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Or simply Request A Tutor Now!

No Tie-in Contracts   |   Only Qualified Teachers   |   Money Back Guarantee

By Geoff Ashton

3 minutes reading time (525 words)

Teach Your Child To Read At Home
-A Parents’ Guide

 

These practices will improve reading comprehension, phonics acquisition, spelling and ultimately the whole quality of their writing and general language work. Read on for a parents' guide to getting the most out of reading with their child...

 

How to read with your child - a parents' guide 

 

You can download the gorgeous infographic version here! Totally FREE! It makes a great A4 wall poster - handy for busy parents to glance at during your reading sessions with your child! Just click the link below.

Click Here to Download Now

 

 

So, here's a quick shortened version of what you can expect with the download:

 

Choose the right book!

Your child should be able to read 95 out of every 100 words. Higher than this and they could be missing out on further development. Lower, and they could be reading at ‘frustration level’. (Test this by reading 100 words with them.)

Avoid the temptation...

...to compete through the school scheme levels with your child’s peers.

Discuss the story so far...

...or the book’s synopsis (blurb) from the back cover. Make predictions on what will happen next.

 

 You can improve their handwriting and overall presentation fairly easily over time with these 9 tips and practices. Download here.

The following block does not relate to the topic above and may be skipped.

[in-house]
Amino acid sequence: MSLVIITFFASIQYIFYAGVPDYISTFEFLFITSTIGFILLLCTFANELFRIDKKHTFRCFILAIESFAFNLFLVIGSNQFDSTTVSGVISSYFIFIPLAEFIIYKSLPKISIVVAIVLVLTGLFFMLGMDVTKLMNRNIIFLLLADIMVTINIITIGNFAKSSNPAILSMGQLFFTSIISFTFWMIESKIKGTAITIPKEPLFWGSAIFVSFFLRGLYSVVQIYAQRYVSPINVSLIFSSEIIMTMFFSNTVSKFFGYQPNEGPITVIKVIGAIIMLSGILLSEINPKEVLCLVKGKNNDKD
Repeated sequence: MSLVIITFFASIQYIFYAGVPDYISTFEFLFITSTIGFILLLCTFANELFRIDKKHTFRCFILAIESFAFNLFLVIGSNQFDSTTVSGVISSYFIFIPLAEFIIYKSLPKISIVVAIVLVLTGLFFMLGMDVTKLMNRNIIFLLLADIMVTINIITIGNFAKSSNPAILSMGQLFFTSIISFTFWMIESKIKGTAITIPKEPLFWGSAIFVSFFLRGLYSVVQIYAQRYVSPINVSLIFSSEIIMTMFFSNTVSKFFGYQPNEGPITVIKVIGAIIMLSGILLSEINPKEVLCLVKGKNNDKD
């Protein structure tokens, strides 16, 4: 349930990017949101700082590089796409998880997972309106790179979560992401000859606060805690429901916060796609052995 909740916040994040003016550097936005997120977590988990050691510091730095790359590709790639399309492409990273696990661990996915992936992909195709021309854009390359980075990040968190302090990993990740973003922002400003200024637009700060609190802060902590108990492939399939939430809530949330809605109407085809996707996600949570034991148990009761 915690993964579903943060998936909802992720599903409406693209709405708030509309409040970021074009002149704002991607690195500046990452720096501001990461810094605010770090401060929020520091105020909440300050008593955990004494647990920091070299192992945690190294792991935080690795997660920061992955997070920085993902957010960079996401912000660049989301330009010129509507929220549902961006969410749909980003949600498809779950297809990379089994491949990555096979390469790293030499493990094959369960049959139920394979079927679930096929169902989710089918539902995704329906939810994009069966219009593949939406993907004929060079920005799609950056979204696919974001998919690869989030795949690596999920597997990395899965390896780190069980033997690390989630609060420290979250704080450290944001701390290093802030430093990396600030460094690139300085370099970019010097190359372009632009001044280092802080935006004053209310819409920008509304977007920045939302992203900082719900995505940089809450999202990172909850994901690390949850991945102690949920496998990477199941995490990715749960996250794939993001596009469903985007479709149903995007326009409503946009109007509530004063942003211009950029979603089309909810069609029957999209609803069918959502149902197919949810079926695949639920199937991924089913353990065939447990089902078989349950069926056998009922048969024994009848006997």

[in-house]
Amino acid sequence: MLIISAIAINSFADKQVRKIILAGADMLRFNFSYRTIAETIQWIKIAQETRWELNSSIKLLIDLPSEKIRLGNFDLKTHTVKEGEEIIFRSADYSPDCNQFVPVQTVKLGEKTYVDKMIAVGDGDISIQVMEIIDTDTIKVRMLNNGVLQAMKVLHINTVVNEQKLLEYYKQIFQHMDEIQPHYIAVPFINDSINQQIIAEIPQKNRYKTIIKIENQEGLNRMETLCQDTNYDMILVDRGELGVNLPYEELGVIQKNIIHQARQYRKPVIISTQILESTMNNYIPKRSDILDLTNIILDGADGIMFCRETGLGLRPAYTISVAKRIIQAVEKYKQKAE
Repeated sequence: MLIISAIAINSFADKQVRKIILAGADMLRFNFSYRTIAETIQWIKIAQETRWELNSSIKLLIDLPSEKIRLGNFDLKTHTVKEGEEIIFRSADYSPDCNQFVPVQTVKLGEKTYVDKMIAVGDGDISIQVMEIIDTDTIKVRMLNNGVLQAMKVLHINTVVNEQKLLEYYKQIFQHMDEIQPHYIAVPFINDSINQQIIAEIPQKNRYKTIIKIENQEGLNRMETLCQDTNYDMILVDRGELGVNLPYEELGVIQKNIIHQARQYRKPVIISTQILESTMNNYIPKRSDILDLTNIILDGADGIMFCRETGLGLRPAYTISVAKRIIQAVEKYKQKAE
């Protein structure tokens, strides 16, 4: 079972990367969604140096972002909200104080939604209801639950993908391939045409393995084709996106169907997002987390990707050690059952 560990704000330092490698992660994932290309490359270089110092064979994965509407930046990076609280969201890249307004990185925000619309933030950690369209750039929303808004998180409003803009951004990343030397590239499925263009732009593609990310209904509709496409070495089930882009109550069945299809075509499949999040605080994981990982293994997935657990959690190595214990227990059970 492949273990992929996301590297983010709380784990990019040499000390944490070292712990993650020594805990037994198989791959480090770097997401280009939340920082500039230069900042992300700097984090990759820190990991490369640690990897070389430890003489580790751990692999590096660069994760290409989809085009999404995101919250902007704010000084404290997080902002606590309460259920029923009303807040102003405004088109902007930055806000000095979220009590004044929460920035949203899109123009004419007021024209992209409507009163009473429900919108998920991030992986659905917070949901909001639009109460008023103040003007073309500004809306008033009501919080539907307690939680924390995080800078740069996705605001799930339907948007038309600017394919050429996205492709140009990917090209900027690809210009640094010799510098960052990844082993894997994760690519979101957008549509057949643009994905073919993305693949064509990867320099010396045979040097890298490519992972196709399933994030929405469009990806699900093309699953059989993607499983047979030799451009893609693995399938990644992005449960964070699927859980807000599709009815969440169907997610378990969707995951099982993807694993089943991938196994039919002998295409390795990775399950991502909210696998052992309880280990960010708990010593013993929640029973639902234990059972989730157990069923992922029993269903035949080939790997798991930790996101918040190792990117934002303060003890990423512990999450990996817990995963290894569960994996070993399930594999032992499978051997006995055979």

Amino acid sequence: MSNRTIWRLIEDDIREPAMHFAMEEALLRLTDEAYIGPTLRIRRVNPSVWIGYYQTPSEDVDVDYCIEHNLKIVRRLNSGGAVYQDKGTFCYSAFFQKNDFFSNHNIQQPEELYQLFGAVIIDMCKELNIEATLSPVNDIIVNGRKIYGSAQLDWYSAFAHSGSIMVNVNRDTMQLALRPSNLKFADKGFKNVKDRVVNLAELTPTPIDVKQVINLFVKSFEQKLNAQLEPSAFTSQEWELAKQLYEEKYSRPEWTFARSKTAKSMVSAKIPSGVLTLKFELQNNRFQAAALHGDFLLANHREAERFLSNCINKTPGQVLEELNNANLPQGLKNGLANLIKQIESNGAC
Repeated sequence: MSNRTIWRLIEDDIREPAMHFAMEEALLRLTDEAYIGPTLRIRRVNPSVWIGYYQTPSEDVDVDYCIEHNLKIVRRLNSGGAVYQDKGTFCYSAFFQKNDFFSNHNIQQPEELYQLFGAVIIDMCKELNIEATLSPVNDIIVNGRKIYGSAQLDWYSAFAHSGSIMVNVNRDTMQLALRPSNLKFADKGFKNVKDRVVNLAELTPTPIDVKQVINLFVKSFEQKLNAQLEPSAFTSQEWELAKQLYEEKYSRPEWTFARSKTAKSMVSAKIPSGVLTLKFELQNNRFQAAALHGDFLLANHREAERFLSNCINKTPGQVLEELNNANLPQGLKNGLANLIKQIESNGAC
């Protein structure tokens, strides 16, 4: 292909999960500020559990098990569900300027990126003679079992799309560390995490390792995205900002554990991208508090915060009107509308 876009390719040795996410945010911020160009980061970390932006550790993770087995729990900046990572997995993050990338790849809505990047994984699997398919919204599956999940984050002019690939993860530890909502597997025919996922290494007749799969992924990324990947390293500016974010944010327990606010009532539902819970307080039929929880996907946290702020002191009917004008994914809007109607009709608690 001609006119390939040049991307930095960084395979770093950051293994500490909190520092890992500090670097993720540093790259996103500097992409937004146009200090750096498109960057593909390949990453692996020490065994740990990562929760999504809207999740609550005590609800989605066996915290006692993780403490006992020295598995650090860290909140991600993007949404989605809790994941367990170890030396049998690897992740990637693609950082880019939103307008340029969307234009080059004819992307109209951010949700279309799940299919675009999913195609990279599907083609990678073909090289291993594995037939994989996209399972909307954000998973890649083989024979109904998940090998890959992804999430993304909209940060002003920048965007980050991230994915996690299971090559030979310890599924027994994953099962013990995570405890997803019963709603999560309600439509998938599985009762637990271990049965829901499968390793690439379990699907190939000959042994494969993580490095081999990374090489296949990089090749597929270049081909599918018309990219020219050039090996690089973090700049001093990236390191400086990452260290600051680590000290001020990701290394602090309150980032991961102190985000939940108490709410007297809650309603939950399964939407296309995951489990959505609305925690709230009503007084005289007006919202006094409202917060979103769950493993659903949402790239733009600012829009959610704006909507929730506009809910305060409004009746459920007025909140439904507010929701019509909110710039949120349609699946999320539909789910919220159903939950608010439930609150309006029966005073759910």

one to one tuition - AshTutors.co.uk

 

When reading...

...track the words - use either their finger, a ruler, a pen…

 

 Use a variety of strategies...

...to read unfamiliar words - i.e. use context clues, picture clues (sparingly), build the word up (blend) using known phonic sounds (s-n-a-p = snap). It’s handy to have a pencil and paper at the ready to show words with similar patterns.

 

Make a list...

...of the words that couldn’t be read, and review them at the end, then again at the start of the next session.

 

Make a grid...

...and in each box write a phonics pattern the child is struggling to remember, along with a corresponding picture e.g. for ‘ph’ write the pattern (grapheme) along with a small picture of a phone, or a dolphin…Review these graphemes each reading session. Try spelling words containing them. Pin them to your fridge!

 

Spend part of the session...

...reading TO your child. This models good practice. Show them how you’d blend an unfamiliar word (pretend you don’t know one!).

 

Try substituting...

...the author’s words with new ones. Do they have the same effect? Why / why not? Can they tell the characters’ feelings by their words or actions?

 

Read regularly!

Several times per week is best. Doesn’t have to be a long time each session. Go with the flow and make it fun. Consistency is vital.

 

Vary the reading material

Use a library. Include factual as well as fictional.

 

Try digital reading material

There are many interactive reading apps available.

 

Download your lovely, free infographic here, and get them reading.

 

If you know someone with young children who'd benefit from this free resource, why not share it? Think how popular you'll be! :)

 

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Sunday, 24 March 2019

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